|Yacc parsers: Cleaning up the wreckage! email@example.com (1997-08-16)|
|Re: Yacc parsers: Cleaning up the wreckage! firstname.lastname@example.org (Dwight VandenBerghe) (1997-08-19)|
|Re: Yacc parsers: Cleaning up the wreckage! email@example.com (Markus Armbruster) (1997-08-20)|
|Re: Yacc parsers: Cleaning up the wreckage! firstname.lastname@example.org (1997-08-24)|
|From:||email@example.com (Martin Harvey)|
|Date:||16 Aug 1997 00:21:20 -0400|
|Keywords:||yacc, errors, comment|
I've just written my first Yacc parser, and am very satisfied with the
results. However, I have a problem with error recovery. I'm not
worried (for the moment) about reporting multiple errors, and I'm
quite happy for the parser to give up on the first error. However, I'm
finding it more difficult to work out how to clean up the partial
syntax tree that is generated during an error. For example:
S : a _b c | a _b ;
a : _d ;
c : _d | e ;
e : _f ;
where S is the Sentence, _b, _d, _f are terminals and a, c and e are
If this correctly parsed, then we might have a syntax tree that looked
something like this (assuming suitable code to build this).
however, if we have an error in our parse (let's say that the rule e :
_f ; fails because the terminal _f is not encountered) then a, _b (or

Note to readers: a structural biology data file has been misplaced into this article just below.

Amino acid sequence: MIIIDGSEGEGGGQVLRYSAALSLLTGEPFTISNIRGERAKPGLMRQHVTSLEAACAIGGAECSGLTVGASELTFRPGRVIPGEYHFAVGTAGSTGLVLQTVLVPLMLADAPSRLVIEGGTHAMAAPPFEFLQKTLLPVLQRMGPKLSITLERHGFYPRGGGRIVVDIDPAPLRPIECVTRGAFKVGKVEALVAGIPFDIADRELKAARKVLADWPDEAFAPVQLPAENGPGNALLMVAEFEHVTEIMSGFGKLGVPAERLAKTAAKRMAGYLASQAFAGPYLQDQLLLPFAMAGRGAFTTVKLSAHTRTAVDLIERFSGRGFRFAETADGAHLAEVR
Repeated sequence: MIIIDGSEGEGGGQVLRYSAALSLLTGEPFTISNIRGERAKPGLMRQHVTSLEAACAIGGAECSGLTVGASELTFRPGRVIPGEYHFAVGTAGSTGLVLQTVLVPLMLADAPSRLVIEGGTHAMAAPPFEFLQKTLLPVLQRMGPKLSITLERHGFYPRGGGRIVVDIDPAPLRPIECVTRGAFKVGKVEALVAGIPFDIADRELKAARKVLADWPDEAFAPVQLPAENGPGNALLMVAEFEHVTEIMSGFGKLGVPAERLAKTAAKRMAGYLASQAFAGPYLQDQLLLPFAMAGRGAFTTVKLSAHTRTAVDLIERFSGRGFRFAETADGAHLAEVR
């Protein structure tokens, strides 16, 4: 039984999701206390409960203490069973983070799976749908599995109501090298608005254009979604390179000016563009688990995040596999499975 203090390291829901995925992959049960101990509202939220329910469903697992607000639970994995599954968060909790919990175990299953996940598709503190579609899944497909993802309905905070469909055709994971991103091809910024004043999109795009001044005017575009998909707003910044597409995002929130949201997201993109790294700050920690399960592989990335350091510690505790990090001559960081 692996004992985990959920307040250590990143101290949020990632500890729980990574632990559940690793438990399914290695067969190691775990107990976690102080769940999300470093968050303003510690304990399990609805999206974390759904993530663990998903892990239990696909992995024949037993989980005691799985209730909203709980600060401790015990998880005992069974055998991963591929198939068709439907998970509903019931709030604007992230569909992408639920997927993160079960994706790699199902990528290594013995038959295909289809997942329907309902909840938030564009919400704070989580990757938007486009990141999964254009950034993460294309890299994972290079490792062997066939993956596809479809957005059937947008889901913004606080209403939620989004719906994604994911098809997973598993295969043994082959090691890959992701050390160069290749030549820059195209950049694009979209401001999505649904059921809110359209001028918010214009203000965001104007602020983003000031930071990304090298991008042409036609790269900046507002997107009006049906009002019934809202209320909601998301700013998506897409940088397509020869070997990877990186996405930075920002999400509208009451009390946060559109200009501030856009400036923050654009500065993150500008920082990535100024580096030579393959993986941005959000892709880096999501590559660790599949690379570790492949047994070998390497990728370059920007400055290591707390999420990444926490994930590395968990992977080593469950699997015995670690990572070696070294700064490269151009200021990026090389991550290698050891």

their representative equivalents) will have been created, and put on
the parser stack (array of yysType) in order that they might be joined
onto c,_f and S into a final tree.
However, the parser is bottom up, and as a result of the failure of
rule e:_f then c,_f and S will not have been created and the parser
will abort. This now means that I have a whole load of allocated
objects on the parser stack, and no syntax tree at all :-(
How on earth do I go about clearing up?? I suspect I need to comb
through the parser stack finding all the parts of the syntax tree and
deallocating them. However, this presents problems for me:
Some parts of the gramar I am using equate one non terminal to another
ambient_statement : _ambient colour_statement
This is simply in order to avoid shift-reduce conflicts.
This means that I may have two entries in the stack pointing to the
same object. As a result of this, if I just try to go up the stack
calling destructors on every object found, I'm very likely to try to
destroy the same object twice, with rather nasty consequences.
What methods are there for picking up the pieces in situations like
Uni web pages: http://www-stu.pem.cam.ac.uk/~mch24/
[Yacc isn't very helpful there, is it? I usually use my own malloc()
wrapper than chains together the space it allocates so I can run down the
chain and free everything after the parse completes one way or the other.
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